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Electrical engineer Jun Yao and microbiologist Derek Loveley, working at the University of Massachusetts Amherst, have described, in a recent paper in Nature, a bioelectrical device capable of producing clean electricity from nothing more than slightly moist air.
The device in question they have named the Air-gen. It consists of a film of electrically conducting protein nanowires, 7 microns thick, a fraction of the width of a human hair. One side of the film sits on an electrode, while a smaller gold electrode covers part of the film’s top face. When the air around the device contains water, as air very often does, it is absorbed by the film, setting up conditions that cause an electrical current to flow between the two electrodes. All that is required to keep the current flowing is continuous air moisture.
They describe in their paper how “…existing moisture-based energy-harvesting technologies can produce only intermittent, brief (shorter than 50 seconds) bursts of power in the ambient environment, owing to the lack of a sustained conversion mechanism”.
Some of these existing technologies, they explain, even require constant contact with liquid water in order to function. Whereas the Air-gen, which they claim is simpler and more robust, and cheaper to make, can reliably provide power for up to twenty hours, using atmospheric humidity alone, before self-recharging.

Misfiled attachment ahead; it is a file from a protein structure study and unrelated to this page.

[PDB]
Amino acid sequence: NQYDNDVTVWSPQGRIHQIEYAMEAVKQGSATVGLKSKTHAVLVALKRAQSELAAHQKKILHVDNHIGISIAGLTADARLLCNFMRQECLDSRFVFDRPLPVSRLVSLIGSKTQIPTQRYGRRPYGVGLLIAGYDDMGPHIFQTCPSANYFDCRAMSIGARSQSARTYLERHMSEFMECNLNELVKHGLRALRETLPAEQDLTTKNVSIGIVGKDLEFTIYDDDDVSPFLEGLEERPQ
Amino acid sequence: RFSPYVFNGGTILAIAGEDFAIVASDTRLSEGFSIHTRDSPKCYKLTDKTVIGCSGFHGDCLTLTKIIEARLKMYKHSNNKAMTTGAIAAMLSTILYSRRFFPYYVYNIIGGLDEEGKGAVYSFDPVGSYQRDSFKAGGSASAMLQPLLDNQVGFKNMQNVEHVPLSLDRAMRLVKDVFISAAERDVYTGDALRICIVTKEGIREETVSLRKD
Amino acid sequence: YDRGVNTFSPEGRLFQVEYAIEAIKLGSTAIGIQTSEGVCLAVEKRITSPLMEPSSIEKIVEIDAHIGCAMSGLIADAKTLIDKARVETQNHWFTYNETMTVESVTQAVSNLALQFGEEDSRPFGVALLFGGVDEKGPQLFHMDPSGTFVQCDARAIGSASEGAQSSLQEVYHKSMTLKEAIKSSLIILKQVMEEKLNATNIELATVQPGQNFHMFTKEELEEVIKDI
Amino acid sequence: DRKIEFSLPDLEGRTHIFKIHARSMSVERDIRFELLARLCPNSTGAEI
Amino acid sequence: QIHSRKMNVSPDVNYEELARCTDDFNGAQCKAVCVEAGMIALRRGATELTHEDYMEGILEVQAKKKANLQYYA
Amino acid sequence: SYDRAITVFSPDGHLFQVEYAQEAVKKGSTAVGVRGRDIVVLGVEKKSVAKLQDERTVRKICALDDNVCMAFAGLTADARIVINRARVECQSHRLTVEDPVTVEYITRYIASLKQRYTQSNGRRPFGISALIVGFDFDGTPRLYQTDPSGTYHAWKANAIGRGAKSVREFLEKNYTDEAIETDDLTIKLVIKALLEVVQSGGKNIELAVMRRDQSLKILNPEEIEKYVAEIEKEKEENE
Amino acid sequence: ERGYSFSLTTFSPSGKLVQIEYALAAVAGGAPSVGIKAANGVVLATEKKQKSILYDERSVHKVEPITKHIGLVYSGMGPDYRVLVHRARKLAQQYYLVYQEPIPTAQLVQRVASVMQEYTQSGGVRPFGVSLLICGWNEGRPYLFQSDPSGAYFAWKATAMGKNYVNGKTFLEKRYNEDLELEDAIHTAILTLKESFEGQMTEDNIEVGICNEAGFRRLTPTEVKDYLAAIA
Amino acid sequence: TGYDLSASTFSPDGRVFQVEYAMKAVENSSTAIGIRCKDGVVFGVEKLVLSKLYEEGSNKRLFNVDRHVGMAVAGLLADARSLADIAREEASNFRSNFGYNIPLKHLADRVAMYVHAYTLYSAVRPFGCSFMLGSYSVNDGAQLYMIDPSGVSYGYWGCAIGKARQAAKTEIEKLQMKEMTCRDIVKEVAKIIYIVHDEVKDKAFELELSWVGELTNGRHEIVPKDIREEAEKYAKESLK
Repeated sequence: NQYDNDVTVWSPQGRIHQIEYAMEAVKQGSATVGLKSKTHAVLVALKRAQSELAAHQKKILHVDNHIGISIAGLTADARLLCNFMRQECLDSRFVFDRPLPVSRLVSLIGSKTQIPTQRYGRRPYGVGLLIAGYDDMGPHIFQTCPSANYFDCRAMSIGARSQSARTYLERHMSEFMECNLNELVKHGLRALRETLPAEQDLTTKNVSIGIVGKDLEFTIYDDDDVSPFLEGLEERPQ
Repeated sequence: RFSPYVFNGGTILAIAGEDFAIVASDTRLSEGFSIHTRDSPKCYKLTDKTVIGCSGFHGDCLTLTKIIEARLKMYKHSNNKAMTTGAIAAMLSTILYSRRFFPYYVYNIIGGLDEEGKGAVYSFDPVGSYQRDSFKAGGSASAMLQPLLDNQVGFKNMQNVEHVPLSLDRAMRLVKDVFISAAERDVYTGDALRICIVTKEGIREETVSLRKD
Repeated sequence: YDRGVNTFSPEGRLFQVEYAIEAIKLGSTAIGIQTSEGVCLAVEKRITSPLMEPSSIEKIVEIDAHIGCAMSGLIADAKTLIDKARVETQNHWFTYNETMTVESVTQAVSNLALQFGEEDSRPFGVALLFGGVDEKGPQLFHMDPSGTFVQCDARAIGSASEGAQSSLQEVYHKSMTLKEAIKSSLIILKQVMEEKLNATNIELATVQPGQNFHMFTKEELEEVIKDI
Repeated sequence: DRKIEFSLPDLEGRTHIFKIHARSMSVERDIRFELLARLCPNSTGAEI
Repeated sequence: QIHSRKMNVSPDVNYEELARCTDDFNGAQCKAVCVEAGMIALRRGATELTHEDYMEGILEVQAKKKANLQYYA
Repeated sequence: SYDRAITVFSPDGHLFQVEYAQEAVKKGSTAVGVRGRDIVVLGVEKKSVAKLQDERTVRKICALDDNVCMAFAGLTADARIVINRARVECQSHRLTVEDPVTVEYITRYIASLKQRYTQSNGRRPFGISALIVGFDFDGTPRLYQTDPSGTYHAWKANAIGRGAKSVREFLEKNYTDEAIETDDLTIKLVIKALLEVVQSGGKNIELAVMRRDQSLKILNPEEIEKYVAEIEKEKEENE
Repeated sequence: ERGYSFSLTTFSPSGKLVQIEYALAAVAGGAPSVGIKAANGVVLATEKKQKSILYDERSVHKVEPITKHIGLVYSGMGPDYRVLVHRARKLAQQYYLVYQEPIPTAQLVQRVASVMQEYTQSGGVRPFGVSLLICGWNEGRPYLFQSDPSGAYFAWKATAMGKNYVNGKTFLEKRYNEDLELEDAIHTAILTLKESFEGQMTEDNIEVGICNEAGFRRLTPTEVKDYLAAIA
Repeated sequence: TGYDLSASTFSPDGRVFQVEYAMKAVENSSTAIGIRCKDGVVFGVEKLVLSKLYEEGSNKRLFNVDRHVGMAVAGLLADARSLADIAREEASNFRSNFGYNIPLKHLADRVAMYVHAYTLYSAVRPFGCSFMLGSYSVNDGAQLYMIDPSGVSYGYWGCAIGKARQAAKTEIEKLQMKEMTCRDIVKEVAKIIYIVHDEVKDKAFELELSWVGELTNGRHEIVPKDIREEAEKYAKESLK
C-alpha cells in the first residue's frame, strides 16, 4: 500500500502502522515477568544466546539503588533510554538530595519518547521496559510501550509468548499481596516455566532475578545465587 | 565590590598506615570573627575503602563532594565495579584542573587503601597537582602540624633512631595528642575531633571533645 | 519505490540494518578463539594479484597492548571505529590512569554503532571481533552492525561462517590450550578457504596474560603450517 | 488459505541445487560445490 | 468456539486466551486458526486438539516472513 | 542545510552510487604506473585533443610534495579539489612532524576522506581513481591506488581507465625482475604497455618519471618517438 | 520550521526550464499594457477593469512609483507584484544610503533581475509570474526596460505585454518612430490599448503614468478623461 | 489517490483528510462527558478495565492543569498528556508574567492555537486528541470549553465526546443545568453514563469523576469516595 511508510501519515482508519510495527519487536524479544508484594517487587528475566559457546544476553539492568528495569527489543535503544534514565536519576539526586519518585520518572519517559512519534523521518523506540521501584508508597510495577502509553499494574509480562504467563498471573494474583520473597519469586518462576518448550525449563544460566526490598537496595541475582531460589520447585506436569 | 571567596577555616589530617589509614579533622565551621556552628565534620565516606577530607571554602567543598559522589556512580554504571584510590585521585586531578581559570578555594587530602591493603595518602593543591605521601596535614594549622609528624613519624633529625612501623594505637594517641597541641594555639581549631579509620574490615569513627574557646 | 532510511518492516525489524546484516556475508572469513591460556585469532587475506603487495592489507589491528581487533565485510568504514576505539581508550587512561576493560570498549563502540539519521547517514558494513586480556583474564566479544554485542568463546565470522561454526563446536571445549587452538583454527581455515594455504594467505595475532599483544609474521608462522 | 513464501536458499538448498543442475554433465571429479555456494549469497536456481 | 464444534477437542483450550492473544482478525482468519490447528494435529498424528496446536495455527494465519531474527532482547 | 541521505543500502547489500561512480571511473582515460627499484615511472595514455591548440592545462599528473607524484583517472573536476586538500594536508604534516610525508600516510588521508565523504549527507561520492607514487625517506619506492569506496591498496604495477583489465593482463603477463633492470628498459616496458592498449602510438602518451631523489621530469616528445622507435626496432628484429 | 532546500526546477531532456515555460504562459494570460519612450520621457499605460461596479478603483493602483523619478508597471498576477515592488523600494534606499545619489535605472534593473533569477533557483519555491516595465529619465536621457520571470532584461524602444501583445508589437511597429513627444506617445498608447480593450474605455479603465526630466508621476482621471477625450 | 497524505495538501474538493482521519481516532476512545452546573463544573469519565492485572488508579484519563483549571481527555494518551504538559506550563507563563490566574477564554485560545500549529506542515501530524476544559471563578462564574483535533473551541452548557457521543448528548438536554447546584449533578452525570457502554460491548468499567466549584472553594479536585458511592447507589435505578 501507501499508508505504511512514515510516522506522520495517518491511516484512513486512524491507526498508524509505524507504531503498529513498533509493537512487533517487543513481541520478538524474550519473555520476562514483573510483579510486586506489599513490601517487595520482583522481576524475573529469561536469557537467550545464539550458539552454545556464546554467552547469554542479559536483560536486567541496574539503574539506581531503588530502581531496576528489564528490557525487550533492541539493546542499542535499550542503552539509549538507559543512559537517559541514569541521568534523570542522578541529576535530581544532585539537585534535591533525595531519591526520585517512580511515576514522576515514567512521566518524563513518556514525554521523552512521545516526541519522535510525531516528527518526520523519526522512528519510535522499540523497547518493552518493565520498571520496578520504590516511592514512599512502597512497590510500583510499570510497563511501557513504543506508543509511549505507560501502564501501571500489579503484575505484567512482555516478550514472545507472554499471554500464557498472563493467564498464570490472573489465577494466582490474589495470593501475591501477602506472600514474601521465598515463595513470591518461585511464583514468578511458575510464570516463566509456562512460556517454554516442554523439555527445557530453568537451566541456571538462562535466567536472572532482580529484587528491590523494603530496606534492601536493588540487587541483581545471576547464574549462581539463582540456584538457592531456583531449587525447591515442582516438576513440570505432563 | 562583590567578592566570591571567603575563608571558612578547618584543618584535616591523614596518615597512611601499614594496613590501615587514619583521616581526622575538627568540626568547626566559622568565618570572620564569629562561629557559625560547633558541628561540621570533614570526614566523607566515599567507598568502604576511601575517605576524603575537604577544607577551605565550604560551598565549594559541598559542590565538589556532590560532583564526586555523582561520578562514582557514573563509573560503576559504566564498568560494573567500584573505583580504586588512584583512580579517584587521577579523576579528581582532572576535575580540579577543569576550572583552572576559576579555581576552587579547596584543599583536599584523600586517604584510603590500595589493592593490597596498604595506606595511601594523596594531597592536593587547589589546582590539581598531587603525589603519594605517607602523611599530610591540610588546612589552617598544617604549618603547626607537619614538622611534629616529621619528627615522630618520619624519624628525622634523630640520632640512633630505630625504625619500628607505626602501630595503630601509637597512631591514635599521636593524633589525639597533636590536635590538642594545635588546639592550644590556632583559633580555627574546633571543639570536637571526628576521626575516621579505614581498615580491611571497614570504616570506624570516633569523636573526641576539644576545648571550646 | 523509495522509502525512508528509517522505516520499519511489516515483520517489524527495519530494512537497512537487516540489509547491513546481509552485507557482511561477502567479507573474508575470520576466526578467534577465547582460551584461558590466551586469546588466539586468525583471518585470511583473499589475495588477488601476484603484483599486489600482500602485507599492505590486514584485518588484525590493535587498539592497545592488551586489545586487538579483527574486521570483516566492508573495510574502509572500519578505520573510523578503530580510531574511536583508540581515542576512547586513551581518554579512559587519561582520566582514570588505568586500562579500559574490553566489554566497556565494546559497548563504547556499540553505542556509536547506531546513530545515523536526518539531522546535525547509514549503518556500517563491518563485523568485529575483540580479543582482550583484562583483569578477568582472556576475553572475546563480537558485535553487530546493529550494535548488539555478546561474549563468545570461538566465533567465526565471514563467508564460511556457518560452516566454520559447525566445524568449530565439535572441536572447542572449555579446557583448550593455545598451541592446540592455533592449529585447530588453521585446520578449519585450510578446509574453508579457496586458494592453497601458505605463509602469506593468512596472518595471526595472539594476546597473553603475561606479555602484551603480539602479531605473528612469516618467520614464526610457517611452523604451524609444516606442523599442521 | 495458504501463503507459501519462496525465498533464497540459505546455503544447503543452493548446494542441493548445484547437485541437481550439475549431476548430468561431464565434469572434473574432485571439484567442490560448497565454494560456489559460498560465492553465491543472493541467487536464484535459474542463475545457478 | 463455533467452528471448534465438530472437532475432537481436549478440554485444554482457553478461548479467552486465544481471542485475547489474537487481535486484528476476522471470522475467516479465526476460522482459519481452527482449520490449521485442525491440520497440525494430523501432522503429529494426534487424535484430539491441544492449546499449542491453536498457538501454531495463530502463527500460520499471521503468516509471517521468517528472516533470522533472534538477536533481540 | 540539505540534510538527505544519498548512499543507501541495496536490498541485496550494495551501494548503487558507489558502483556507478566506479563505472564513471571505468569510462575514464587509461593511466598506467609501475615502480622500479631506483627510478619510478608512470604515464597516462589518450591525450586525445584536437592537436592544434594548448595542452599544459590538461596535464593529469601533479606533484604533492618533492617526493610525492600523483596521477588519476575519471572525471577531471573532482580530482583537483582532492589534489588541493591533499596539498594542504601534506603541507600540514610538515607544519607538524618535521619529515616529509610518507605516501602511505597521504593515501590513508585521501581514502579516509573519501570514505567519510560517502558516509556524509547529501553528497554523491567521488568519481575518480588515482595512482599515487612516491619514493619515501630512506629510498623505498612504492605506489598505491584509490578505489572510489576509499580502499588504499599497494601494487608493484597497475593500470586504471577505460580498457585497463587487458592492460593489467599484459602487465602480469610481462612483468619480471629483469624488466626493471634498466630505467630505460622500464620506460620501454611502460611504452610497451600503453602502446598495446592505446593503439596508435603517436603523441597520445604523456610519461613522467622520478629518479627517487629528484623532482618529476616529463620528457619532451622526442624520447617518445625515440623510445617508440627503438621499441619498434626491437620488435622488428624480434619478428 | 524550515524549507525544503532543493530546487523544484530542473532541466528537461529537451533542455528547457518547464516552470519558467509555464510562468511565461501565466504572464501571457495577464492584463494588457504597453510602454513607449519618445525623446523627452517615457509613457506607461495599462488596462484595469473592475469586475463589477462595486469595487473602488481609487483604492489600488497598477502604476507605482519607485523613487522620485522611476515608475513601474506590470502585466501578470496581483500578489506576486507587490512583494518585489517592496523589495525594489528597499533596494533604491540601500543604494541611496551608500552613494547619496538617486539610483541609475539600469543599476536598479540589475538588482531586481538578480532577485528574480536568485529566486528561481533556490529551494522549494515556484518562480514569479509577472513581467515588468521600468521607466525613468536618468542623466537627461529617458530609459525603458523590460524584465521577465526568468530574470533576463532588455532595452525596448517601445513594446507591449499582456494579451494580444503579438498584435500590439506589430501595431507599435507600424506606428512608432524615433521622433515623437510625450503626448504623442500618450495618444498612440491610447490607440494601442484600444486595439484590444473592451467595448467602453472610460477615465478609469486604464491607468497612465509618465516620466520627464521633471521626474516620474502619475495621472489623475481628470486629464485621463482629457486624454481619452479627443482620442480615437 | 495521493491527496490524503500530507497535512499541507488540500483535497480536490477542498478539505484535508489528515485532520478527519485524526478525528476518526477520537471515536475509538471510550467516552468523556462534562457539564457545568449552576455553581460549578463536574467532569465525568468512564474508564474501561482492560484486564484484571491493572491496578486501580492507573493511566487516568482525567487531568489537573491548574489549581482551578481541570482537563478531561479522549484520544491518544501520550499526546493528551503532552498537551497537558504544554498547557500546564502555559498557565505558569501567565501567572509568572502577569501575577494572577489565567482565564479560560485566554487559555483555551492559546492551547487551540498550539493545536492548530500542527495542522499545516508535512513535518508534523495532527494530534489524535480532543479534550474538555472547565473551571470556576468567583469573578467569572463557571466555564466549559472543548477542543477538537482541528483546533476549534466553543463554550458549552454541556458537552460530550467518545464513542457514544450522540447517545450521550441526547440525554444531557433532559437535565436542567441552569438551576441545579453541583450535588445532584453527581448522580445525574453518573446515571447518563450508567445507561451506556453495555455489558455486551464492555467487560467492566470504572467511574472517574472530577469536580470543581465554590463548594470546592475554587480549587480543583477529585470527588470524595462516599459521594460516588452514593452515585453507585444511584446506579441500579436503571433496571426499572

Yao and Loveley describe how their Air-gen cell delivered a potential difference of 0.5 Volts across the 7-micron thick film, and a current density of around 17 micro-amperes per square centimetre. Air-gen cells can be connected together to increase the power to levels capable of running electrical devices. It also works equally well in the dark, or indoors, as long a little atmospheric humidity is present. The amount required is low enough that Air-gen, amazingly enough, could even work in areas known for their low humidity, such as the Sahara desert. The Air-gen, the team hope, could one day make traditional batteries for our devices a thing of the past.
But where does the magical protein nanowire substance come from? The perhaps unexpected answer to that is a bacteria named Geobacter sulfurreducens. Geobacter is also known as “electricigens” due to its ability to produce electricity. Loveley has worked for decades with this microbe and his lab discovered its ability to make the conductive protein nanowires. He and Yao joined forces to see if electronic devices could be made using these nanowires, and the result of this collaboration is the Air-gen.
In Science Daily, Yao says, “The ultimate goal is to make large-scale systems. For example, the technology might be incorporated into wall paint that could help power your home. Or, we may develop stand-alone air-powered generators that supply electricity off the grid. Once we get to an industrial scale for wire production, I fully expect that we can make large systems that will make a major contribution to sustainable energy production.”
Air-gen looks like a very exciting addition to our sustainable energy options. Perhaps, in a few decades from now, the concept of finding a power outlet to charge a device might be as outdated as the rotary phone, thanks to our smallest of friends, the bacteria.
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